Monday, April 11, 2016


The Homer-Cortland Gaslight Co. was located at 216 South Main Street, Homer, N. Y. (I. D. Booth occupies a portion of this site today.) Additional holding tanks were located at 43 and 45 Charles Street, Cortland, N. Y. The above image is dated 1920's.
The Cortland Democrat, Friday, December 25, 1891.


To the Public.
   Twenty years ago, when the present managers of the Homer & Cortland Gaslight Company assumed control they found all consumers of gas paying four and one-half dollars per thousand cubic feet. They at once adopted the broad and liberal policy of encouraging en increase in consumption by an immediate reduction in price. The wisdom of this course has been fully demonstrated by practical results. As the sales have increased from time to time the price has been steadily reduced to the present figure—two dollars and fifty cents per thousand.
   Encouraged by past experience, the managers recently introduced new and vastly improved facilities for manufacturing, and they now feel warranted in making another decided reduction in price. In pursuance therefore of the policy adopted so long ago and so well maintained, the managers beg leave to announce that on and after the first day of January, 1892, the price of gas will be reduced to two dollars per thousand to all consumers. A still further reduction of twenty cents per thousand will be made on all bills that are paid on or before the fifteenth day of the month on which they fall due. This brings the price of gas—to all who pay promptly—down to one dollar and eighty cents per thousand cubic feet. The managers also pledge themselves that a more extended and liberal use of gas in the future will be met with a still further reduction in price,—and this policy will be continued at all times to the end that the lowest price is maintained consistent with fair returns for the capital invested.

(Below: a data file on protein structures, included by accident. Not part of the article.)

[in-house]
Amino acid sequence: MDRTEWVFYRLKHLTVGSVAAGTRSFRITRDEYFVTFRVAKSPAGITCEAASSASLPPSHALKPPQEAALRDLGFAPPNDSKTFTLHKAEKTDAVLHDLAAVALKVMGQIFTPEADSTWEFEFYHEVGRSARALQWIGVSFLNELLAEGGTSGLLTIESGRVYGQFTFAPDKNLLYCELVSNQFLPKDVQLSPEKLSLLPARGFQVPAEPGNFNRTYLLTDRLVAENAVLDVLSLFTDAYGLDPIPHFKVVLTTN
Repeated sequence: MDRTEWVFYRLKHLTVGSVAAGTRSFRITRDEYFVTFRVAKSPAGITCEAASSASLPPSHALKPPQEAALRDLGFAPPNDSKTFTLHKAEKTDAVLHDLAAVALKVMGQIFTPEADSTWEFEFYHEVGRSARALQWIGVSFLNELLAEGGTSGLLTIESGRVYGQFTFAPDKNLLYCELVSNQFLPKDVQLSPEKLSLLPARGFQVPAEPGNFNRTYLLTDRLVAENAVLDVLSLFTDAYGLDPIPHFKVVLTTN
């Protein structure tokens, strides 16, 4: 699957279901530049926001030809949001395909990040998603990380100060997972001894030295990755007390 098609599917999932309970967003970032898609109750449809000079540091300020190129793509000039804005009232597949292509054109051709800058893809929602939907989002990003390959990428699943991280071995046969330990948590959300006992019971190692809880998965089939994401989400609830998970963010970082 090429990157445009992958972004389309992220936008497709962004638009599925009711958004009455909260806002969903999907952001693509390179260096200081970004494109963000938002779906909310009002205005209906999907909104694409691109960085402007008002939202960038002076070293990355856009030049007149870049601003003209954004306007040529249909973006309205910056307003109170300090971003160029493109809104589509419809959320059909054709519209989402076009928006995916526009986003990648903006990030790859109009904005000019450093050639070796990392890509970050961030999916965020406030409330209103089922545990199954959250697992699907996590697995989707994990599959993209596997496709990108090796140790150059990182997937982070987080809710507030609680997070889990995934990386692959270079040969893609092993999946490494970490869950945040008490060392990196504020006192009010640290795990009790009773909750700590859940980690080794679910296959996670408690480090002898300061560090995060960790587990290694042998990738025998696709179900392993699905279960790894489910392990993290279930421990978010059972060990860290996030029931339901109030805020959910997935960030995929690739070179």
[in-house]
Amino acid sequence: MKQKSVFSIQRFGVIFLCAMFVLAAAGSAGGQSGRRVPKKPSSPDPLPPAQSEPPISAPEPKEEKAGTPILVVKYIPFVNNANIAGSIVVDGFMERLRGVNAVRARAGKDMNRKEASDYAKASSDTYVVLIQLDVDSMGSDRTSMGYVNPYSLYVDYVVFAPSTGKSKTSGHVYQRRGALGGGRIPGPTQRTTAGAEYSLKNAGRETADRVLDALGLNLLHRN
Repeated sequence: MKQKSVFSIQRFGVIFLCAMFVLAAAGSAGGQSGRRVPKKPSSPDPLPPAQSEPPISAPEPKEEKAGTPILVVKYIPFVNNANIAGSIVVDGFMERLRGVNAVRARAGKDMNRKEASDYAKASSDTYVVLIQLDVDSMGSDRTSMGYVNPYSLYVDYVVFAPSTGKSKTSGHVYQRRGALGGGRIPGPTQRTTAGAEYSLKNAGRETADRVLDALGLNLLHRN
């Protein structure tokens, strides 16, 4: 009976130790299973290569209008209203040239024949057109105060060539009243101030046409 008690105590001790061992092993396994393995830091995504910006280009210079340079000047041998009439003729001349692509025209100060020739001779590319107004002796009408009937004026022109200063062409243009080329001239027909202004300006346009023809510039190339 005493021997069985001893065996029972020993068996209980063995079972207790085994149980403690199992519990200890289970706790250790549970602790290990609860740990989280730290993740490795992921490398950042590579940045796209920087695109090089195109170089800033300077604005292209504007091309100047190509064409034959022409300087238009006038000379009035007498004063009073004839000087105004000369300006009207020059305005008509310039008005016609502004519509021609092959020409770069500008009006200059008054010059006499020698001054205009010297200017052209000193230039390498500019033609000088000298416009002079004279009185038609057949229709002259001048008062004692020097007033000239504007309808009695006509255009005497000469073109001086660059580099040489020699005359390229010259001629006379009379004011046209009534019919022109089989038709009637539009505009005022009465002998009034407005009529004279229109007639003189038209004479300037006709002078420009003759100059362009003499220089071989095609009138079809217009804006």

The extra discount of twenty cents per thousand is made to insure prompt payment, and the rule not to allow such discount on any bill paid after the fifteenth day of the month must be strictly enforced by the Superintendent.
   A. C. WOOD, President
   CORTLAND, Dec. 19, 1891. (40w21 Advertisement.)

   Merry Christmas to all.